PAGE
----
Reactions: Rein Kirss

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RVKirss2Rein U. Kirss is an associate professor in the Department of Chemistry and Chemical Biology at Northeastern University, and works on mechanistic organometallic chemistry related to homogeneous catalysis as well as co-authoring two general chemistry textbooks.

1. What made you want to be a chemist?

My father was a PhD chemist, so I had a pre-disposition toward science. In my junior year of college I was deciding between history and chemistry as my major1. I took a course in qualitative organic chemistry and realized that I enjoyed the challenge of solving chemical problems.

2. If you weren’t a chemist and could do any other job, what would it be — and why?

I would be an historian. Surprisingly, history and chemistry share some of the same intellectual challenges. Both disciplines require identification of important questions that lead to hypotheses. Those hypotheses are then tested by archival research and experimentation, respectively.

3. What are you working on now, and where do you hope it will lead?

I am currently exploring substitution reaction mechanisms of catalytically important ruthenium complexes, which I hope will lead to the design of new compounds with greater reactivity and selectivity.

4. Which historical figure would you most like to have dinner with — and why?

There are many to choose from but I imagine it would be really interesting to chat with Winston Churchill, a prolific writer, a man with wide interests and great gifts for oration that might help in teaching chemistry.

5. When was the last time you did an experiment in the lab — and what was it?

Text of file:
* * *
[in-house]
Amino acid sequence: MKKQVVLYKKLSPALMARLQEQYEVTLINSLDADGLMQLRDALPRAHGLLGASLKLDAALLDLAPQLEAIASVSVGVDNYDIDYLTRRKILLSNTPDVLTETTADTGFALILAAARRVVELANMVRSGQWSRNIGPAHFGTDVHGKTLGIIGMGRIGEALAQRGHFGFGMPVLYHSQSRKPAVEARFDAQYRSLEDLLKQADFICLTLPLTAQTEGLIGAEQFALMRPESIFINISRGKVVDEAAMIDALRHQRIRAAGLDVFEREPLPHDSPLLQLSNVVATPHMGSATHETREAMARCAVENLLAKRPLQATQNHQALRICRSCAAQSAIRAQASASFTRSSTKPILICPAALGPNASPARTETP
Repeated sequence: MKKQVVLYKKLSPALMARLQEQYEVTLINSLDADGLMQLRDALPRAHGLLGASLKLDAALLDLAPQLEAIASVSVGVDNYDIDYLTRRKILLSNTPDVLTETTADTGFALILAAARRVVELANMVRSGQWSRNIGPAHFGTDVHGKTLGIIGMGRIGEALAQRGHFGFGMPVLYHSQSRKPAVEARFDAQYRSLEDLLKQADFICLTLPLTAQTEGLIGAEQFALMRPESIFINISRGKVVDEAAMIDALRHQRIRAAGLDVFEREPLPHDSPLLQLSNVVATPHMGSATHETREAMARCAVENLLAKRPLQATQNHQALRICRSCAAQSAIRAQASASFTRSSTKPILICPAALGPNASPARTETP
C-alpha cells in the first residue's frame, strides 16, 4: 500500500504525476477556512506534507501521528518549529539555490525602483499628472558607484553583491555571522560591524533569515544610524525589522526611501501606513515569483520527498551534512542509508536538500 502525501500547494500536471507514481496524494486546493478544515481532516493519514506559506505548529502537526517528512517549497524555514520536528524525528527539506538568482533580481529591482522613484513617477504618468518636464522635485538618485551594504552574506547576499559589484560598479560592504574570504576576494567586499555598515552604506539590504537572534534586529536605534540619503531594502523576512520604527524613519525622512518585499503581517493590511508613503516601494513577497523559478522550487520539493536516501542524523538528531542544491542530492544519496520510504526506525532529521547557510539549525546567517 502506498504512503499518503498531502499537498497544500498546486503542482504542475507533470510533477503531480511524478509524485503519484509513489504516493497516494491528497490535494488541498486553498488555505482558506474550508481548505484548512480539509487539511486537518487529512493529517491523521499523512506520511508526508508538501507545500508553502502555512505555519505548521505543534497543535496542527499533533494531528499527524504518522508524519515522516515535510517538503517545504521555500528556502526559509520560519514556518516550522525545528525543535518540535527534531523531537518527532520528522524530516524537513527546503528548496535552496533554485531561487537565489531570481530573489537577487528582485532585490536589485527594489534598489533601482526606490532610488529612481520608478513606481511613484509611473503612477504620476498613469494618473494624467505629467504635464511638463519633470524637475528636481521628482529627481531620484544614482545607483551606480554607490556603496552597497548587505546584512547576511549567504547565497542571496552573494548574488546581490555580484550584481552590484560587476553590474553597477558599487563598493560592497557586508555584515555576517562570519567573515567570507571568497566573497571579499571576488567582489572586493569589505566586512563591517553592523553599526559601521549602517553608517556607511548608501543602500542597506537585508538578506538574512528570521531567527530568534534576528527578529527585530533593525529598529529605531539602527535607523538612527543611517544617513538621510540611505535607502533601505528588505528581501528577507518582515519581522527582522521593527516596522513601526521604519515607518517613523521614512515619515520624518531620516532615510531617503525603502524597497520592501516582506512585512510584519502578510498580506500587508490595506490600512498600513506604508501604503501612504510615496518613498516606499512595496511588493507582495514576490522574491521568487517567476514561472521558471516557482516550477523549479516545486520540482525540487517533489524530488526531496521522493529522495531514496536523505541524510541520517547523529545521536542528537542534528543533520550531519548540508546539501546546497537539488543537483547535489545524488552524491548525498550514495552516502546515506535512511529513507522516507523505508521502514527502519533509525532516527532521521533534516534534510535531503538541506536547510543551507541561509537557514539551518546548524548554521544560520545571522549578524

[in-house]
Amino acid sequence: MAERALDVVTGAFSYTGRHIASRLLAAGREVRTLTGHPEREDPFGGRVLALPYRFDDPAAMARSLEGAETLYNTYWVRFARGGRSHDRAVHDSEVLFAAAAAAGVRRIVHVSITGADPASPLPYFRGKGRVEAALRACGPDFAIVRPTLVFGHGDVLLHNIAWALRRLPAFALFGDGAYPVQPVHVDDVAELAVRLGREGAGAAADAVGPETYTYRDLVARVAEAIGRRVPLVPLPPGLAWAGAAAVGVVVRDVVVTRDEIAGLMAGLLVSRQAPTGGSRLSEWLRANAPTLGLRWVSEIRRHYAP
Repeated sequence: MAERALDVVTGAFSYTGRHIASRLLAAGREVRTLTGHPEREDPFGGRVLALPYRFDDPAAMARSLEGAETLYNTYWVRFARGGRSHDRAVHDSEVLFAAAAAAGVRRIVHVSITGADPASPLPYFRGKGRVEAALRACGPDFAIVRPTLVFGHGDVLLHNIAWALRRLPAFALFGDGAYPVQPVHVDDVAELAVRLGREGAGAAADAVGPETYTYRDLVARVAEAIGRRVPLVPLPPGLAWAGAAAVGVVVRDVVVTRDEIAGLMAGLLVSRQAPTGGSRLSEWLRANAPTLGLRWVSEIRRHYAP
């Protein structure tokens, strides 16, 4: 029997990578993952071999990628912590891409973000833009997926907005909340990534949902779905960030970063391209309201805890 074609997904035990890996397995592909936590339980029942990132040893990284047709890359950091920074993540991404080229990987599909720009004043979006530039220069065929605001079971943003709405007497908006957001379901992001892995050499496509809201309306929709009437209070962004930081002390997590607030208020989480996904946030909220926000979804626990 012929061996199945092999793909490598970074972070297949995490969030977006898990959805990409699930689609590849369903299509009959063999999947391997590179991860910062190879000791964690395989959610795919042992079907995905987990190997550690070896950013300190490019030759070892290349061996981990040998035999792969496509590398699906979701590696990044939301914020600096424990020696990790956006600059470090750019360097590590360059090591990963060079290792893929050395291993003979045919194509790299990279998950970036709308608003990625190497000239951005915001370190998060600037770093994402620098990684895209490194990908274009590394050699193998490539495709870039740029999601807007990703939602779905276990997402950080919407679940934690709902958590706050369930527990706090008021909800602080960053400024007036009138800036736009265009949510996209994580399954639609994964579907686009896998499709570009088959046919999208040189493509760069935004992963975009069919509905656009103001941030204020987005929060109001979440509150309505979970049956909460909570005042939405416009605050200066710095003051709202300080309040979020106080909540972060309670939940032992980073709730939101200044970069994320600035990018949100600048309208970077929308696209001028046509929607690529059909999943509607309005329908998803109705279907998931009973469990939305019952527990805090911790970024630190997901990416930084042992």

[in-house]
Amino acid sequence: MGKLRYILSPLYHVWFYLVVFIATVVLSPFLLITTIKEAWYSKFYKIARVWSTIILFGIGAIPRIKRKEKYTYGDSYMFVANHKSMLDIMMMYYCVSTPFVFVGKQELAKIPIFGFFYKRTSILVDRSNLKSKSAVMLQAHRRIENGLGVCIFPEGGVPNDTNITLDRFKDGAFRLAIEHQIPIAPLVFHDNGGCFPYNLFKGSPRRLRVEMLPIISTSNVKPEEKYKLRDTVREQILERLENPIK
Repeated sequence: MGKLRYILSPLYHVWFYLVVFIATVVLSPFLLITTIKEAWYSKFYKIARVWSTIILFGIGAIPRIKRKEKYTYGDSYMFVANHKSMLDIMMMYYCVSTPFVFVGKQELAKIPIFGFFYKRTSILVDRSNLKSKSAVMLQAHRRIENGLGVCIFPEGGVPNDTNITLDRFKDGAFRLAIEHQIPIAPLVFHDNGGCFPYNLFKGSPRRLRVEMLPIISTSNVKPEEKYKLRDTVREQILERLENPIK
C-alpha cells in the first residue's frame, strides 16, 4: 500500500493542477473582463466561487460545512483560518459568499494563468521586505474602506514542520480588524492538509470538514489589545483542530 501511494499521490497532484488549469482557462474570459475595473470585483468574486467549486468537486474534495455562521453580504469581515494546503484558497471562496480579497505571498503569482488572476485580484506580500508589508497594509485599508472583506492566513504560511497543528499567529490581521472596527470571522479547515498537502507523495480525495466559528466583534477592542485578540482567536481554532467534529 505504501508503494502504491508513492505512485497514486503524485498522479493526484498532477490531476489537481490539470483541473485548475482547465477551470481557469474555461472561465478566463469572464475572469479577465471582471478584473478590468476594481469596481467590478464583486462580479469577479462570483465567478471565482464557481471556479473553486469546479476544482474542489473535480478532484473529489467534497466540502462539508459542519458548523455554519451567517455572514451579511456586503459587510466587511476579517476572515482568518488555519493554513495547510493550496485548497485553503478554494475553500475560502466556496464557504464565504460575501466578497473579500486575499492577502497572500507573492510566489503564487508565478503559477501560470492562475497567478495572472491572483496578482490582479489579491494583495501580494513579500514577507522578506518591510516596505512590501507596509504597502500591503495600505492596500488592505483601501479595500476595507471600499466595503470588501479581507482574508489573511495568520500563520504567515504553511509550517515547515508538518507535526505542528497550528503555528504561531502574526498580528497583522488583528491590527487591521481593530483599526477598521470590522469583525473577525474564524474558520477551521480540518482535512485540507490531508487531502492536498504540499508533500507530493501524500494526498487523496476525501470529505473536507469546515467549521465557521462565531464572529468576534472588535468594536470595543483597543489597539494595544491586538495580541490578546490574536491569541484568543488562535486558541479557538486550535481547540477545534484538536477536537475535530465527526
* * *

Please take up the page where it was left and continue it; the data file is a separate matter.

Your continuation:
I carry out the majority of the experiments in my laboratory as I do not have a graduate research group. My most recent experiment was last week as part of a kinetic study of halide substitution in cyclopentadienyl ruthenium compounds using 31P NMR spectroscopy.

6. If exiled on a desert island, what one book and one music album would you take with you?

Depending on the nature of my exile I might need a book on survival, but intellectually speaking I might settle for Larry McMurty’s Lonesome Dove, a saga of 19th century life on the American frontier. Choosing a single album in an era of iPods with playlists of hundreds of songs is difficult, but I would pick an album from a sparingly known artist, Rodriguez, whose album Cold Fact still speaks to the human condition.

7. Which chemist would you like to see interviewed on Reactions – and why?

For many years I have admired the work of Prof. William Geiger at the University of Vermont. As I got to know Bill, I was impressed with how he chooses the projects he does and how he came to become one of the leading organometallic electrochemists.

[1] Editor’s note: For our non-American readers, a “major” in college or university is essentially your course of study – typically one chooses this prior to starting their first year, but is often not required to do so (and quite frequently students will change their major before graduating).